Osteoarthritis is the most common cause of knee pain and affects many Canadians and more than 16 million Americans. Its is the gradual and painful deterioration of the cartilage in your joints. That cartilage provides a pad between your bones. When it thins, your bones rub against the lining of your joints, which is full of nerves sensitive to pain. Osteoarthritis is more common in people over 40. However, it can strike anyone and often develops earlier in former athletes who suffered knee injuries during their youth. Its early symptoms are pain and stiffness in the morning or after strenuous activity. The morning stiffness usually resolves in less than an hour.


Another disease to be aware of is Rheumatoid Arthritis, an inflammatory disease, triggered by the immune system.   It does not affect the proportionally the same number of Canadians as Osteoarthritis, but it damages the cartilage and joint lining. The damaged tissue releases enzymes that eat into the cartilage, soft tissues, and even bone. No one knows what causes the immune system to begin attacking the body’s joints. The problem tends to strike between the ages of 20 and 45, is more common in women, and usually affects many different joints in the body — not just the knees. Early symptoms are fatigue, flu-like aching, joint pain, and morning stiffness that lasts longer than an hour.


Pseudogout occurs when the body forms calcium crystals that are deposited in joints, typically in the knees and wrists. It usually strikes later in life. It can cause quick, severe pain but can produce long-term pain in about half the people it affects, appearing much like osteoarthritis. Early symptoms are red and swollen joints — painful to touch — and sometimes fever in bad attacks. Treatment usually consists of anti-inflammatory drugs or injections of steroids directly into the joint. 


Bursitis of the knee occurs when the bursa, a fluid-filled sac that serves as a cushion between a bone and soft tissue, such as a tendon — becomes inflamed. It can be caused by extensive kneeling, infection, or an injury to the knee and usually lasts a few weeks. Early symptoms are pain and swelling just below the inside of the knee. Treatment includes stretching and anti-inflammatory drugs, either pills or injection of steroids. Rarely, surgery is needed.


Tendinitis is one of the most mis-diagnosed conditions for runners and falls within the major group of muscular injuries that I mentioned in my opening paragraph.  The tendon that connects the hamstrings in the back of the thigh to the knee can become inflamed and cause pain in the knee area. Treatment includes rest, anti-inflammatory drugs, and physical therapy for stretching and strengthening. Tendinitis requires a doctor’s care because rupture of the inflamed tendon can occur.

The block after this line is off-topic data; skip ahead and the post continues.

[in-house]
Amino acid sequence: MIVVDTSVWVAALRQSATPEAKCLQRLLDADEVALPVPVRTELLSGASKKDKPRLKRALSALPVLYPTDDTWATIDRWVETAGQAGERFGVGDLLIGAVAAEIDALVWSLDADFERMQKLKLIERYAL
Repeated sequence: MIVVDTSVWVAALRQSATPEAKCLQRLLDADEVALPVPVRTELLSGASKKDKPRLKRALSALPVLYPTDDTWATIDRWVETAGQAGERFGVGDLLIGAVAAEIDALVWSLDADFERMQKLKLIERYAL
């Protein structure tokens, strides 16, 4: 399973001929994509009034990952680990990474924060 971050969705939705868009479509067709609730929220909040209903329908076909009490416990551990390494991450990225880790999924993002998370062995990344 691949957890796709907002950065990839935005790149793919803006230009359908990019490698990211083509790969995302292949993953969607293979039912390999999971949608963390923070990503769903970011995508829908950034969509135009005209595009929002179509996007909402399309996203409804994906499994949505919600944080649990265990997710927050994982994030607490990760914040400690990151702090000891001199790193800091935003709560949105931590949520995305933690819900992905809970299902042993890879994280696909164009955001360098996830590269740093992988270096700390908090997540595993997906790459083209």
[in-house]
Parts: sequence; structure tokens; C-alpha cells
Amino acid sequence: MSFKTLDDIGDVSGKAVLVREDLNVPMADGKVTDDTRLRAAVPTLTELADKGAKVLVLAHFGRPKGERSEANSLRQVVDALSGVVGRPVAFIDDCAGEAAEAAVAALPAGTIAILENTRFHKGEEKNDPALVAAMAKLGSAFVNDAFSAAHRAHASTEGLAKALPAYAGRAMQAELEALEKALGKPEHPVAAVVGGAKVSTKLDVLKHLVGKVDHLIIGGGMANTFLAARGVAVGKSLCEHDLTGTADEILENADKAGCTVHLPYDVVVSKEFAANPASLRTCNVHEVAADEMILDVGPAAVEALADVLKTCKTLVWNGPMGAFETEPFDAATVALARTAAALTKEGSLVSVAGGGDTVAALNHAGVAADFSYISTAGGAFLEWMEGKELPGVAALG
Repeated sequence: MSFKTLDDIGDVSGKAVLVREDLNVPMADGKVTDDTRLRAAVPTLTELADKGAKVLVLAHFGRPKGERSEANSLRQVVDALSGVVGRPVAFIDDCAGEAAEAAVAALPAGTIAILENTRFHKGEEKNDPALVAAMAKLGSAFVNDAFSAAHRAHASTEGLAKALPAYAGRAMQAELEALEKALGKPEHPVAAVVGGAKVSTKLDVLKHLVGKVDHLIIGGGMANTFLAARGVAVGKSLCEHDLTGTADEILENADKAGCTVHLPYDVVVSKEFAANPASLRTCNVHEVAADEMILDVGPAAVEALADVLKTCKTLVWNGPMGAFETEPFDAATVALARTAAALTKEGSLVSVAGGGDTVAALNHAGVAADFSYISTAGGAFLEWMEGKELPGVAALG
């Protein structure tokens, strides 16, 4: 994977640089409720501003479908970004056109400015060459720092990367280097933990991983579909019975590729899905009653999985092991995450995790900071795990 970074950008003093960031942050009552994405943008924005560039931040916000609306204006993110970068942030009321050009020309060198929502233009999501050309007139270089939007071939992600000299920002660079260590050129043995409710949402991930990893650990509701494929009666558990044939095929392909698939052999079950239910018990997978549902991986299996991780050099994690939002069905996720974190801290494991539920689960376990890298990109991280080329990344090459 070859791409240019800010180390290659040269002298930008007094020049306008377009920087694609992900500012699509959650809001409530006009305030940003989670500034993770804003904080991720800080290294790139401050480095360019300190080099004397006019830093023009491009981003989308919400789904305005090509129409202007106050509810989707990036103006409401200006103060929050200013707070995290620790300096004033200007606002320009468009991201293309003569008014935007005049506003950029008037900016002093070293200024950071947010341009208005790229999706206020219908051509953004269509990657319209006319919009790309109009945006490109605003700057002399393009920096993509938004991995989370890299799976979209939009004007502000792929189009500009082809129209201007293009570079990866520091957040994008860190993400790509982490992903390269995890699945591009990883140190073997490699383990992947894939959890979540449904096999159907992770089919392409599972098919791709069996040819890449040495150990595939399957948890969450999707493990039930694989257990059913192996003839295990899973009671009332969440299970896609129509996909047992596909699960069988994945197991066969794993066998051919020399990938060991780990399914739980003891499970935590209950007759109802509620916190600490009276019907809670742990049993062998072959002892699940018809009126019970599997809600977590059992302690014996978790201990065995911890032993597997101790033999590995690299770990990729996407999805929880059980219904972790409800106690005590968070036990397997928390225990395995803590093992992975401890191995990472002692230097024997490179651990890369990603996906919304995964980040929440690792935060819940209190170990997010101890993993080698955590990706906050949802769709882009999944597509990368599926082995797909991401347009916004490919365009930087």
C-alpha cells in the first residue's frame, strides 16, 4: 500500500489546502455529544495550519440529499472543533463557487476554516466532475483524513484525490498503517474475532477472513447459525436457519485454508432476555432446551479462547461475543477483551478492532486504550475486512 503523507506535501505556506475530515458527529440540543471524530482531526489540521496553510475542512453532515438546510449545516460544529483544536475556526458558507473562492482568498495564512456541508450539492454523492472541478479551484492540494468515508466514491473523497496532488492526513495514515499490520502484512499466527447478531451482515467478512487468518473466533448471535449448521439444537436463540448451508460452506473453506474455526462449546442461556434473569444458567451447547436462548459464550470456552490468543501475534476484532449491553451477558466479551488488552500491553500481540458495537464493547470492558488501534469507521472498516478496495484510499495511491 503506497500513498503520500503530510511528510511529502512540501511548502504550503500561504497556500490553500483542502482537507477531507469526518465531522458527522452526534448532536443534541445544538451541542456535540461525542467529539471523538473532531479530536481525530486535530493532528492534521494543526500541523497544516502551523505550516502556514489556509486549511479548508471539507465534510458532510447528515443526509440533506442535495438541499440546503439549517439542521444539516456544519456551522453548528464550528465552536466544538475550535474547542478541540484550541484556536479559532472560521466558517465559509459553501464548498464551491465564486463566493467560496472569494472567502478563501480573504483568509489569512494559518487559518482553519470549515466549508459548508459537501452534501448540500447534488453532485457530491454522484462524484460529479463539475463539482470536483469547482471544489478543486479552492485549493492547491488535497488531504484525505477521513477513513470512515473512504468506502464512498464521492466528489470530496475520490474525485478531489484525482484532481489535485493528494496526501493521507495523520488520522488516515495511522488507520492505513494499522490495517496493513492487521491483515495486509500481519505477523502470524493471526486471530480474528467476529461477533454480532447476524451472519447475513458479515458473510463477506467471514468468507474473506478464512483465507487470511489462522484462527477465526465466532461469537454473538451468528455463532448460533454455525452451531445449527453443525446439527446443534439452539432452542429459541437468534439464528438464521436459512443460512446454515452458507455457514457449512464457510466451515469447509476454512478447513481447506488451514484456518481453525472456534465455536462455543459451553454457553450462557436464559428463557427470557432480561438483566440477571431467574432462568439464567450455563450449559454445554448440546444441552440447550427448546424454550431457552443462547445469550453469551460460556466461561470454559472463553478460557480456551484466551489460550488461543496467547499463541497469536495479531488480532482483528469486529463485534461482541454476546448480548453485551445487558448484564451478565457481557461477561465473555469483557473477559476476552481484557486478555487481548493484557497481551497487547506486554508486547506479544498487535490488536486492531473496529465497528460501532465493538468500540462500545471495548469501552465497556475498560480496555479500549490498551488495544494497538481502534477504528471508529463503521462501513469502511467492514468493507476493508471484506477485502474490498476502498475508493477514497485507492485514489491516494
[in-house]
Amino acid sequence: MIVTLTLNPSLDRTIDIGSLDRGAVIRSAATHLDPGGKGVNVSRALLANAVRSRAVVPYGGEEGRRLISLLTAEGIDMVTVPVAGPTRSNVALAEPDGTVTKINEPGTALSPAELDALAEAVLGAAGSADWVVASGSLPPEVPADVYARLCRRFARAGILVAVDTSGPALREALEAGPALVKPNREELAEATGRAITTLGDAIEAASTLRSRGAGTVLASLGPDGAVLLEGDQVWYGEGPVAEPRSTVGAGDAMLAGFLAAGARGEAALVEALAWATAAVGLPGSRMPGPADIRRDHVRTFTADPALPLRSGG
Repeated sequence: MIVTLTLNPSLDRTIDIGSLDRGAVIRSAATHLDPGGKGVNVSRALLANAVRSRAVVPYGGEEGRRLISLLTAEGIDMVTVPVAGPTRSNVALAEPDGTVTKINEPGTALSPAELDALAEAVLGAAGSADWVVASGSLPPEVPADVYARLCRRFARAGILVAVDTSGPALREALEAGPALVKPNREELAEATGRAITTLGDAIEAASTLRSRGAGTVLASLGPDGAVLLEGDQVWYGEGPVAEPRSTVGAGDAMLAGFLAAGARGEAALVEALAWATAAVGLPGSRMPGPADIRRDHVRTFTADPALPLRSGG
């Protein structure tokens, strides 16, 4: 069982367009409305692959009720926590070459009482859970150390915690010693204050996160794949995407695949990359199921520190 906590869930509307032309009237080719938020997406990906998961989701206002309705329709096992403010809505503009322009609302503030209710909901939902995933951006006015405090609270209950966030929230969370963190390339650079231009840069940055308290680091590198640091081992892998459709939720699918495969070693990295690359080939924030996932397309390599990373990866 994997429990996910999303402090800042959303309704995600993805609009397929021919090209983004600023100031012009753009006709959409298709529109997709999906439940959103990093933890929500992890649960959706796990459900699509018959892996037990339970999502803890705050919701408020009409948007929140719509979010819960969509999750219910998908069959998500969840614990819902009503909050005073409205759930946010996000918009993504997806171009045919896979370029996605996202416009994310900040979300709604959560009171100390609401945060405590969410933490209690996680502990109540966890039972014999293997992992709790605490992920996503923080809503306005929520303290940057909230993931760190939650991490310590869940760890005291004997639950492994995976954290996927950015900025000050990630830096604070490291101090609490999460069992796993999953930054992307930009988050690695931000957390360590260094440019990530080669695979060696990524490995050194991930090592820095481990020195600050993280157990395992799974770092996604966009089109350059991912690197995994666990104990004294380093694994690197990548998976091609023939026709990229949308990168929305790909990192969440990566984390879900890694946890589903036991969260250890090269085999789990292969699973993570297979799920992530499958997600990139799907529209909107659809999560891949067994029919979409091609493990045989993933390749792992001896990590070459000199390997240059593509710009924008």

Finally, let me speak about Runner’s Knee which is caused by inflammation of the tendons, such as the Iliotibial Band (IT Band).  This symptom often develops when you run, ski, or bicycle too much or incorrectly. Symptoms are pain, and sometimes swelling, at the front of the knee. Ligaments are tough bands of tissue connecting bones in your joints that can be stretched or torn when your knee is twisted or hit. Symptoms are immediate and severe pain. Don’t attempt to walk on the leg until you’ve seen a doctor, but remember that often a massage therapist can offer more assistance in treating this injury that a doctor. 

Best Excuse Yet

August 16, 2008

Sleepy season was a good one.  You get over tired . . . don’t hear the alarm . . . early morning appointment.  It’s a bio-rhtyhmic thing.  As most of you know, I even tried sleeping with an Iron Man watch hanging out of my mouth so that I wouldn’t miss the alarm.  (Absolutely true!  Ask the Tin Man or Tigger)  They questioned me on it, over coffee, one morning.  My response was stupid by any standard.  “Oh, don’t try to tell me that you guys have never done that!”  Needless to say, this was a mistake and I have never heard the end of it.  But that’s the nature of the group.  So now I have the best excuse yet.  I had laser surgery and a “cryo” procedure on two retinal tears in my right eye.  The doctor tells me that I can’t run for at least a month.  So I have been sleeping in . . . coffee only twice  this past week.  Now I know that my friends are incredibly concerned for my well-being but I also know that sooner or later a runner has to face the music and I have to confess that I am not all that excited about the possibility.  I did compile a list . . . top ten good things about not being able to see that well.  Let me share it with you: